De L. Another day is added to the life of banished De Lacey. (Rises and comes forward.) But how will it be passed -- Like the preceding days -- in wretched poverty, hopeless grief, and miserable darkness! (Calls.) Agatha! Felix! Alas! I am alone. Hark! 'tis the flute of Felix! -- my children come. They must not suppose me cheerless -- my harp is here -- 'tis a fair deceit on them -- my harp which has so oft been damped with the tears from my sightless eyes -- the sound of it is the only indication I can give that I am contented with my lot!
(Music. -- De Lacey returns to his seat L.H. of cottage, and plays the harp. The Monster enters, L.H. 2 E., attracted by the harp, suddenly perceives De Lacey, and approaches towards him -- expresses surprise by action that De Lacey does not avoid him -- discovers his loss of sight, which the Monster appears to understand by placing his hand over his own eyes, and feeling his way. At the conclusion of the music on the harp -- occasioned, as it were, by the Monster having placed his hand on the instrument -- a short pause, and during which the Monster, having lost the sound, appears to be looking for it, when the harp music is again resumed. In the midst of the music (without ceasing) a voice is heard.)
Felix. (Within, R.H.) This way, Agatha.
(The Monster, alarmed, observes the little door of hovel, which he pushes open, signifies that he wishes for shelter, and retreats into this hovel or wood-house by the ending of the harp music by De Lacey, when
Enter Felix and Agatha, R.H.
Felix. (Apart to Agatha.) Observe his countenance, beaming with benevolence and love -- behold those silver hairs -- and, Agatha, I -- I have reduced him to this pitiable state of poverty!
Aga. Cease, Felix, this self-reproach. (Goes to her father.) We have returned, dear father. Have you wanted us?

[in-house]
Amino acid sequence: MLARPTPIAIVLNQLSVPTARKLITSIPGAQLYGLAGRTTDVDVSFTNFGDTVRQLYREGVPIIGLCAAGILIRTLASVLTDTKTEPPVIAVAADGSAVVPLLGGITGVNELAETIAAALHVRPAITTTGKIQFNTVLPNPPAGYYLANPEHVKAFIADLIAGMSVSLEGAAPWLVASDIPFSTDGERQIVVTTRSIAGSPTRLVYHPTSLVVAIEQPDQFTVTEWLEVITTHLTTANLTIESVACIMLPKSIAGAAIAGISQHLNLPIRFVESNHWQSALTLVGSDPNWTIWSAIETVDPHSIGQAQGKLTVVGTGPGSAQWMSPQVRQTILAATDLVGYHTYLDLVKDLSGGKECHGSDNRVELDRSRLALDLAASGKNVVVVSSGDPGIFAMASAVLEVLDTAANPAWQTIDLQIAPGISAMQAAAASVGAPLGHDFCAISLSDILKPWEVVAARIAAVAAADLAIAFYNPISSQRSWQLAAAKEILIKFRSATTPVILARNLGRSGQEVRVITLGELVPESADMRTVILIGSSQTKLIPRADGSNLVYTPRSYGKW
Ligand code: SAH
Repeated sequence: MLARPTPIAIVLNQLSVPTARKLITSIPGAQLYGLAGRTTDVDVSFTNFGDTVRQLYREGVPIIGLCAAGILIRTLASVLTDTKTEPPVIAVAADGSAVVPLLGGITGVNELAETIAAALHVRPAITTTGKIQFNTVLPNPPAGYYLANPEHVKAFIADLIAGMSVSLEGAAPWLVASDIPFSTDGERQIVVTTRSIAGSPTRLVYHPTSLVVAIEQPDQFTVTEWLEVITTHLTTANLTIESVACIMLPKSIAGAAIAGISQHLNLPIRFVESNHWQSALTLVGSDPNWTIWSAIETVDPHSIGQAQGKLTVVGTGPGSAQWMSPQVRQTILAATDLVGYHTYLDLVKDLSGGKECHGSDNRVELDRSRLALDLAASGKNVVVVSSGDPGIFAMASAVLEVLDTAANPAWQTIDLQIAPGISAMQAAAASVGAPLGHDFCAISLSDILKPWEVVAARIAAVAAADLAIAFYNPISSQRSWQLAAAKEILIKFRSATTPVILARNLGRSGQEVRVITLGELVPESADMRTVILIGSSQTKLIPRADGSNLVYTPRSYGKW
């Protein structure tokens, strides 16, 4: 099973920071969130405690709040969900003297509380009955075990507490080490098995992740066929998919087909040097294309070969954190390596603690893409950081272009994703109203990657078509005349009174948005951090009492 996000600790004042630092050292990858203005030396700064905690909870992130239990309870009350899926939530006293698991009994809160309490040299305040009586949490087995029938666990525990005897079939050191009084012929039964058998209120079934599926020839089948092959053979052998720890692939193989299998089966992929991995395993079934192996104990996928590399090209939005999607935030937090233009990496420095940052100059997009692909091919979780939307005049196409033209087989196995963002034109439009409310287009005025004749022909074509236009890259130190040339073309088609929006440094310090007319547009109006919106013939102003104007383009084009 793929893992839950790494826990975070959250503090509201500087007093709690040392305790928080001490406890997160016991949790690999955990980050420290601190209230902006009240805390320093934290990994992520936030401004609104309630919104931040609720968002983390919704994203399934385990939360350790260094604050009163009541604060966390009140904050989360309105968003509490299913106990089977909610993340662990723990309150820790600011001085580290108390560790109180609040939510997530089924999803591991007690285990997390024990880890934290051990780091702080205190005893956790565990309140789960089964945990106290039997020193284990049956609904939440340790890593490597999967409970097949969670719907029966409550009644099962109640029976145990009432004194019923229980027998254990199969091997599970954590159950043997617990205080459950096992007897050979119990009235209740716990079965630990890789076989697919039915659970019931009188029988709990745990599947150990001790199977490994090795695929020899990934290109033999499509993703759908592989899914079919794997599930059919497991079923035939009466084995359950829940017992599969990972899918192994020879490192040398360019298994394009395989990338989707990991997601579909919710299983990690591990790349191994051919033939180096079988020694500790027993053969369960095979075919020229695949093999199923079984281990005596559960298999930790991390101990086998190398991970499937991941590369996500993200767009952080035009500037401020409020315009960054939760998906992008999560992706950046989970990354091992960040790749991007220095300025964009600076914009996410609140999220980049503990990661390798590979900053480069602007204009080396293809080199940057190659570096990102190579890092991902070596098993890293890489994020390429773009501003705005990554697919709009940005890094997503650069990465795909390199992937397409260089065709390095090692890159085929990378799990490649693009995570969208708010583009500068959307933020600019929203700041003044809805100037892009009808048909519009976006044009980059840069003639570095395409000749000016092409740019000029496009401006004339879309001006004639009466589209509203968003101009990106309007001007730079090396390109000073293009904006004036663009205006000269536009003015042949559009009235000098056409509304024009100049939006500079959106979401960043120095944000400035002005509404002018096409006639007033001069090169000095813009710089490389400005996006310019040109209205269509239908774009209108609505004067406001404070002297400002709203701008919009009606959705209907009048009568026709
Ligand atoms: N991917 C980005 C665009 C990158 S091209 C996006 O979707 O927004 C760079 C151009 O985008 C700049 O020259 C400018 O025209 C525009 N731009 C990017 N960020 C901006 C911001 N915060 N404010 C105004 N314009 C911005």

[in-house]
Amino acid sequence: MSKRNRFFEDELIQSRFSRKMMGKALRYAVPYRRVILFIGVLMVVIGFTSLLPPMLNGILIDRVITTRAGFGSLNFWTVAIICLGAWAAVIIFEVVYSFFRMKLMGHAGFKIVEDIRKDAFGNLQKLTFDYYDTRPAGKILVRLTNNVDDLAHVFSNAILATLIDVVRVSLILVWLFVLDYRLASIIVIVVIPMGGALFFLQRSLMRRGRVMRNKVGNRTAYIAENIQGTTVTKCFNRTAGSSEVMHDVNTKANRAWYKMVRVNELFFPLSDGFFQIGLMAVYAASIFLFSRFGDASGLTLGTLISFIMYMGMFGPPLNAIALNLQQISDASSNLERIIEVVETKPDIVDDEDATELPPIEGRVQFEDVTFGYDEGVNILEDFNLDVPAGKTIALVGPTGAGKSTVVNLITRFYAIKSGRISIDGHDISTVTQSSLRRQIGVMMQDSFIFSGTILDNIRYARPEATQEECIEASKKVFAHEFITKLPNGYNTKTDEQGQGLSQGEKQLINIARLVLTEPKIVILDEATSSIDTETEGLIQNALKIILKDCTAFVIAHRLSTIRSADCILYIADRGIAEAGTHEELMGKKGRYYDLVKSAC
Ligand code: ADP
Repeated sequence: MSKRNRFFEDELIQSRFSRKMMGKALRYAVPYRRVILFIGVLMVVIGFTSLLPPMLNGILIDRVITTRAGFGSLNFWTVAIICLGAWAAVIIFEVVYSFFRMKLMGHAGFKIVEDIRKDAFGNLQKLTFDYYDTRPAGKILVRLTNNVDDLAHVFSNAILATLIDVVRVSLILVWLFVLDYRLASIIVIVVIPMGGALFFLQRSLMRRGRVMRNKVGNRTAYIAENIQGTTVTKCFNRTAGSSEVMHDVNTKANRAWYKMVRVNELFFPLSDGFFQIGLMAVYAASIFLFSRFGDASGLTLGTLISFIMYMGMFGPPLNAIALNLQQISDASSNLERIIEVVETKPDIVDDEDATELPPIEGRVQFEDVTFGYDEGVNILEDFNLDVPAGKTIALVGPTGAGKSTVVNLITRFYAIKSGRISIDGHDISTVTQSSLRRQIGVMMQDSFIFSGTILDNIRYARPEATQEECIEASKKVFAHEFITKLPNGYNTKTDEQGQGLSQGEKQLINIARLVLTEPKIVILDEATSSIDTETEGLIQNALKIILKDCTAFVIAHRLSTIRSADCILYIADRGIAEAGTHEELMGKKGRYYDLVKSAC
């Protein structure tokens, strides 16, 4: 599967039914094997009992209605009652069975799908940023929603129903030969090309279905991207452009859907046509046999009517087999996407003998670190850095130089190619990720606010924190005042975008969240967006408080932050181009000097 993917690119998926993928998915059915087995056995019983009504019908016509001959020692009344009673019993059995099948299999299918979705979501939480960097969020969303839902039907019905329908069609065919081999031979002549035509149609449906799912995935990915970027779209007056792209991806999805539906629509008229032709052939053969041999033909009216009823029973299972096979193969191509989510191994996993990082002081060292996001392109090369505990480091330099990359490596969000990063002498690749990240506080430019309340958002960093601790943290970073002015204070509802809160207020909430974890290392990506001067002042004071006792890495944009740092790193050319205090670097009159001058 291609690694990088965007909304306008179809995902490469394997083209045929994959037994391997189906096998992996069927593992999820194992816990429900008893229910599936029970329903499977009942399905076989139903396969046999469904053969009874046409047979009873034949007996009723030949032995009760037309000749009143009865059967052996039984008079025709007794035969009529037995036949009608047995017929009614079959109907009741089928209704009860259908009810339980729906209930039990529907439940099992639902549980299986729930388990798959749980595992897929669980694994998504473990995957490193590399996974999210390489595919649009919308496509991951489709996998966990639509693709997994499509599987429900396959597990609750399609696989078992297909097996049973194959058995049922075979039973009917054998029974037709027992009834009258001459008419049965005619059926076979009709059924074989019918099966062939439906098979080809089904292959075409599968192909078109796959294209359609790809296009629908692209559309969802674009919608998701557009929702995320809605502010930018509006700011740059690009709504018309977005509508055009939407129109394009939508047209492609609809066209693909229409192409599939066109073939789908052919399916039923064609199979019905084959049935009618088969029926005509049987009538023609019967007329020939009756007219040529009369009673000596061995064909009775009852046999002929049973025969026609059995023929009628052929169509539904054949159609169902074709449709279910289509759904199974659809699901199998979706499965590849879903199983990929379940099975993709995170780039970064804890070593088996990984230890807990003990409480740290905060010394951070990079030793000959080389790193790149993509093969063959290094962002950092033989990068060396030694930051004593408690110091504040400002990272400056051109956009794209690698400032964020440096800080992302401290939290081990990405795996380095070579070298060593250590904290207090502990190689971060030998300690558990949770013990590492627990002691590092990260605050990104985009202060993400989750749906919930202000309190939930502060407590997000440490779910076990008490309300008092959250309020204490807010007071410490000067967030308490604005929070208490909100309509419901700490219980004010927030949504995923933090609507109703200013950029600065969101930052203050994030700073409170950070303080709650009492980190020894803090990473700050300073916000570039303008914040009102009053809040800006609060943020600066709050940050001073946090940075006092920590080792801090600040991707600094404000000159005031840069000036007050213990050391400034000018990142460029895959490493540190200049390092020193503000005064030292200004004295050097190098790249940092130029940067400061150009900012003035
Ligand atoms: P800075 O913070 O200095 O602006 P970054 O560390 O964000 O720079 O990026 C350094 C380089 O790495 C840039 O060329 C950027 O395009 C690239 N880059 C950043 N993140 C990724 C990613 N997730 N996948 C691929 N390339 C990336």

(Agatha leads her father forward.)
De L. (C.) No, no, Agatha! You anticipate all my wants, and perform every little office of affection with gentleness.
Aga. (R.) Is it not my duty, and am I not rewarded by your kind smiles?
De L. Amiable girl, let thy poor father kiss thee. (They embrace.) Felix, my son, where are you? (Felix comes forward, L.H., and takes his hand.) Now I am cheerful -- I am happy! -- indeed I am, my children! Let me encourage you to cast off your gloom. What -- a tear, Agatha!
Aga. Nay, dear sir!
De L. 'Tis on my hand.
(Pressing her hand to his lips, which he had held in his while speaking to Felix.)
Felix. (Assuming gaiety.) Now must I to labour again. Our fuel is nearly exhausted. My time has been so lately occupied I have omitted my task in the forest.
(Music. -- Felix takes up a hatchet and chops a log of wood at U.E. R.H.)
Safie. (At a distance, U.E. L.H.) Felix!
Aga. What voice was that?
Felix. It cannot be -- no -- it was but fancy!
(Music resumed. -- Felix chops the log in continuance -- at a similar break in the tune the same voice heard again, nearer.)
Safie. (Without, U.E. L.H.) Felix!
Felix. That magic sound! Alas! no -- there is no such happiness in store for me!
Safie. (Without, at 1E. L.H., louder.) Felix! Felix!
(Music. -- Felix drops the hatchet, rushes forward. -- At the same instant Safie enters, L.H., and falls into the arms of Felix.)
Felix. 'Tis she! -- Safie! Beloved of my soul! -- Ah! revive!
De L. (On R.H.) Safie, the traitor's daughter? Impossible!
Aga. (On L.H.) 'Tis, indeed, our sweet Safie!
Felix. (2nd on R.H.) We never will part more! Father! father! would that you could behold her! It is my dear, lost Safie.
(Music. -- Safie revives, crosses to old De Lacey, kneels, and kisses his hand, during which the Monster appears at the little hovel, watching them, and then retires within again.)
De L. Bless you, my child! where is your father -- where the treacherous friend who devoted us to ignominy?